Humidity & Your Home

If the outside temperature is 10 degrees the recommended RH of a properly humidified home is 30%. If the temperature is below zero the recommended RH can drop to 15%! Luthiers recommend 45 – 55% RH. The home can be a hostile environment for a guitar; one of the reasons we created the Guitar Humidor™.


The Guitar Maker’s recommendations:

From the Martin Guitar Company site: Your guitar is made of thin wood which is easily affected by temperature and humidity. This combination is the most important single part of your guitar’s surroundings. Martin keeps the factory at a constant 45-55 percent humidity and 72-77 degrees Fahrenheit. If either humidity or temperature get far away from these factory conditions, your guitar is in danger.

Martin also suggests keeping your guitar in the travel case where the small space is more easily humidified.

How Serious is the dehydration to Guitars?

From Larrivee:
Fully 80% of the guitars returned requiring repair have damage which is the result of severe dehydration. Damage due to dehydration is not covered under warranty because it is owner-preventable environmental damage. Many people do not realize how damaging very low humidity can be on a solid wood instrument.

Damage may be permanent and may include neck shrinkage, bridge sinking or lifting, glue joints failing and soundboard cracking.

Properly Humidified Homes are still a hazard to Guitars

The chart below is the chart that comes with an Aprilaire central home humidifier. It is their recommendation for proper humidity levels in a home:

  Outside Temperature (0°F) Recommended Relative Humidity
 +40° 45% 
 +30° 40% 
 +20° 35% 
 +10° 30% 
  0° 25% 
 -10° 20% 
 -20° 15% 

If you are interested in reading more check out Ask The Builder.

what about single Room or area humidifiers?

Most people use room humidifiers to keep the room humidity within the 40% to 60% as recommended for guitars by Luthiers. If this humidity level is maintained as outside temperatures drop this area of the home becomes over humidified by housing industry standards and damage to the home can occur. Here is an excerpt from the Piano Technitions Guild:

   

Use of a room humidifier during dry seasons will help somewhat. However, too much moisture added to a room during winter months can cause condensation to form on cold surfaces such as windows, eventually causing mildew, rot, and in extreme cases, damage to the building structure. Unfortunately, it is seldom possible to adequately control the relative humidity of a piano by controlling the room environment alone.

Also regarding the same issue, here is an excerpt from the Minneapolis Star and Tribune (full article):

Research indicates that for health and comfort, a relative indoor humidity of 40 to 60 percent is desirable. But keeping the air that moist over the course of a winter is more than most Minnesota homes can handle. Water or ice will appear on windows, and if there's moisture on windows, it's also likely to be collecting, unseen, in wall and attic cavities. A few seasons of that, and building materials -- sheathing, studs and woodwork -- will begin to rot. Eventually homeowners will have to pay for repairs and replacements, but in the meantime, they may pay in another way -- poor health. Mold associated with rotting building materials can make people sick.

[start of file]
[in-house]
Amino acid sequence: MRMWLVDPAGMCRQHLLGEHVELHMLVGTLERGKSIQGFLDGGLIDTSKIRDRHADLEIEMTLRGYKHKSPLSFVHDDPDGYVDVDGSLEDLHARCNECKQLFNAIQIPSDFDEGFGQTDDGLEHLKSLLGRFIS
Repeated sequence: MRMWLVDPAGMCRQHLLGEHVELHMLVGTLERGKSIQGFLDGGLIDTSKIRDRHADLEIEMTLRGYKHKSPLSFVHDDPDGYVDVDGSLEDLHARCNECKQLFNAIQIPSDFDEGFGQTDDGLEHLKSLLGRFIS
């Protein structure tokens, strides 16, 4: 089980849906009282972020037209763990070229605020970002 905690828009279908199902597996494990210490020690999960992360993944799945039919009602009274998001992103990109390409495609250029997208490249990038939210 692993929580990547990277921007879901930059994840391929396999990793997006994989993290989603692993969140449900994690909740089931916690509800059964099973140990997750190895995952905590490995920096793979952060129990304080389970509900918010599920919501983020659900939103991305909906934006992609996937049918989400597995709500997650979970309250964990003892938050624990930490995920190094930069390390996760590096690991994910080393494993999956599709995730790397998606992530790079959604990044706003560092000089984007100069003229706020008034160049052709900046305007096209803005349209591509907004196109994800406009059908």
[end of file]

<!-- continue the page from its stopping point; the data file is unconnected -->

If you cannot humidify your home to a safe level for your guitar then you will need to create a safe environment for your instrument. That means using a case of some design, either a travel case or a case such as ours designed for in home use.

For more information see:
Home-smart.org: Humidity Levels in Your House and
iaqsource.com: Condensation / high-humidity problems in your home?

Non-Humidified environments

It should be pointed out that most homes may not have a central humidifier and would not be considered a properly humidified home. These environments can be many times worse for your instrument. Additionally older homes may have drafts and leaks as well as less insulation and perhaps no moisture barrier, creating a less efficient heating/moisture environment. The more a furnace runs the more moisture it takes from the air and the lower your home’s RH. Therefore older homes are especially prone to be dry. In these cases you might not need very cold outdoor temperatures to have an extremely dry environment. The only way to know for sure is to use a calibrated hygrometer and measure your RH.

Be aware that your humidity will also vary room to room and even by location in a room. Of particular concern would be having an instrument near a hot air vent or outside wall. Air from the furnace is warm and dry and could do damage quite quickly to your instrument. It’s a good idea to always check the RH where your instrument will be.

How long does it take to damage an instrument?

Martin emphasizes that the speed of the change in humidity/temperature is a critical factor. In the winter season humidity in homes can drop very rapidly (overnight) with a cold front. This means that damage can occur quite quickly to an instrument that is not properly protected.

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